It’s not easy being a fan of a sports franchise that is based outside your geographic area. Especially if the team you root for is a natural rival to the hometown favorite. And should you not happen to have any discernible geographical ties to your team of choice, well, prepare to die, Iron Eagle.
I live in Boston - actually, as of this article's publish date, South Boston - and I’ve been up here for the better part of 10 years. As John Stamos-Romjin would say, identifying the big four sports teams in these parts is a no-brainer. But, assuming you are the dumbass who actually married Jesse from "Full House" (have mercy!), I’ll spell it out for you. It’s the B’s (Bruins), the C’s (Celtics), the Patsies and the BoSokkies.
We'll start with the NHL. I don’t really follow pro hockey (BC Eagles, 2001 NCAA D1 Champs!). After all, I was born and raised in Connecticut, which, while technically part of New England and therefore ostensibly a hockey state, hasn’t had a team since the early 90s, and even then the term “team” was a stretch for the Hartford Whalers. They played in a mall.
I do follow the NBA, and I’m a Lakers fan. Don’t get confused; I am from Connecticut. But the Constitution State has no professional basketball teams (no, I don’t consider women’s basketball professional, in the "worthwhile" sense of the term.) I actually began my life as a Celtics fan until my older brother Rob alerted me to the superiority of Magic and Showtime. Thus, sometime around the age of 5, either due to some ill-advised sibling worship and/or a lot of beat-downs, I was converted to the purple and gold. You can’t call me a frontrunner because, by geographic standards, the Celtics were probably the conventional choice (I never was a NY-minded Connecticutian), and rooting for the Celtics around that time would be just as incriminating. Those two teams owned basketball in the 80s, duh, and even though the Celts have since faded and the Lakers are back in action, my loyalty was born decades ago, not when Shaq and Kobe joined up.
Baseball is a slightly different story, primarily because I adopted the team of my other, oldest brother Mark and joined Red Sox Nation, against the wishes of Rob, a hardcore Yankees fan. Life in my house was easy (in as much as being a BoSox fan is ever easy) until the mid 90s, since the Yankees sucked so bad before Torre and Rivera. Hell, I even admitted to liking a few players, like Donnie Baseball and Pags. But then they started winning and I was forced to watch the 1996 World Series video 15 times one Christmas day. That marathon, along with my ongoing tenure at Boston College and the obnoxious entitlement of Jeter and the rest of the pinstripes, helped stoke the flames of both my hatred for the Yanks and my loyalty to the Sox.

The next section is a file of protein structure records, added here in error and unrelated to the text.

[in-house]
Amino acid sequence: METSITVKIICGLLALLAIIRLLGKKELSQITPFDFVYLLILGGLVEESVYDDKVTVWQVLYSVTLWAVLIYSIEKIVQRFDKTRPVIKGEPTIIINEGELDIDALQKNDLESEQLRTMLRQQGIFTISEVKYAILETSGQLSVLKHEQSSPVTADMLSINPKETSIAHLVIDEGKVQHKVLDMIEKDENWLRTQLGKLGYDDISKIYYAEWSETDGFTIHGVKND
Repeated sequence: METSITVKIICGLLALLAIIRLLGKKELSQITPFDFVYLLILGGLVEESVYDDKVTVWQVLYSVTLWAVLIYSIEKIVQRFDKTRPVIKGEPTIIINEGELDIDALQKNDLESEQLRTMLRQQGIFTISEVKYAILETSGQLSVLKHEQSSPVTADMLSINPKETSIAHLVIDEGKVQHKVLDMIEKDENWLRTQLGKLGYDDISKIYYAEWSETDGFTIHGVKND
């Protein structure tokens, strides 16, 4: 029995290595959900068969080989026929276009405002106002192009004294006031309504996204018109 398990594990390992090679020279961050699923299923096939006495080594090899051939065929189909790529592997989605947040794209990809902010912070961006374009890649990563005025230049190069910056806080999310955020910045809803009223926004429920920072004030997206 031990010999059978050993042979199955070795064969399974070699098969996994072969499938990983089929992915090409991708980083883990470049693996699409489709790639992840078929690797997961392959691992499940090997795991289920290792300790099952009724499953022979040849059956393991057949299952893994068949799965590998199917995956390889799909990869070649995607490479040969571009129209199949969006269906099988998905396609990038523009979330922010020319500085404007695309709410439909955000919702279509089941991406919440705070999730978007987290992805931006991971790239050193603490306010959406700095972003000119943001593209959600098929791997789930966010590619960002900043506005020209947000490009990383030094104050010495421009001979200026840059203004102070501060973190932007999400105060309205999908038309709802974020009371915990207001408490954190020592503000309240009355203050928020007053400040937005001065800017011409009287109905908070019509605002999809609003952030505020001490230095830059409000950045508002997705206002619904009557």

Now we come to the real issue, which surrounds my passion for the NFL. I am a diehard Miami Dolphins fan. I'm not a Patriots fan, not a Giants fan like my dad, and certainly not a f*$%ing J-E-T-S (SUCK! SUCK! SUCK!) fan. Again, blame this one on Mark’s contagious allegiance, along with Dan Marino, who, with the help of the Marks Brothers, was shredding the league in spectacular fashion as I was growing up. Once I got to college and the Pats started winning, thanks to Parcells and Bledsoe, life as a Dolphins fan suddenly got much harder. They were battling the Pats for the AFC East title every year and I was living on a campus and in a city dominated by heavily accented misanthropes who finally had a steady horse to bet on. An outspoken confidence in Jimmy Johnson and a few December collapses later - not to mention a preposterous Super Bowl victory by The Brady Bubs, resulting in suddenly arrogant Patriots fans - and life in Boston as a Fins fan just kept getting worse.
I can deal with taunts about superiority and choke-jobs and inferior quaterbacking (29-13 as a starter, bitch!). I'm used to generic anti-Dolphin antagonism. They're in the same division as New England, they play each other twice a year, they share players, they battle for rank; it's called a rivalry. But while I certainly love a good drunken screaming match, hearing my fanship questioned because I wasn’t born in South Florida got old really fast.
“Are you from Miami?”
“Why do you root for them, then?”
My older brother, and Marino, influenced me when I was little.
How so? They haven’t won a thing in my lifetime (although they are the only undefeated team EVER).
The bottom line is, the measure of a fan is not geogrpahy, it's loyalty. And while I might not have grown up in or anywhere near Florida, who cares? I’ve spent 20+ years of my life rooting for the Miami Dolphins and that devotion passes any and all fandom litmus tests.
But, unfortunately, that usually isn’t enough to keep people off my back, and it gets frustrating. The way I see it, if you don’t have a team in your state, it’s fair game to pick a team that you like. But you can’t be fair-weather; you’ve got to stick with them through it all. That’s why being a Red Sox fan is so pure. It’s impossible to be a fair-weather fan; it’s always, always gloomy in Boston. Just ask Dan Shaughnessy.
Besides, I think the idea of having to be loyal to the local team is bunk. I have to struggle to be a Dolphins fan. I have to go to bars on Sunday mornings, provided that I even find one in my area that has a satellite. I have to scour the internet and read out-of-town papers for team news, and I have to pray ESPN does a segment on my team in order to see some elusive TV coverage. Were I a Pats fan, all I'd have to do is pick up the daily paper or flip on the local news. That's not devotion, it's capitulation. I work hard at my fanaticism. I bleed with my team as much as you do, maybe even more. I just don't have a community of likeminded people with whom to share my despair and occasional joy.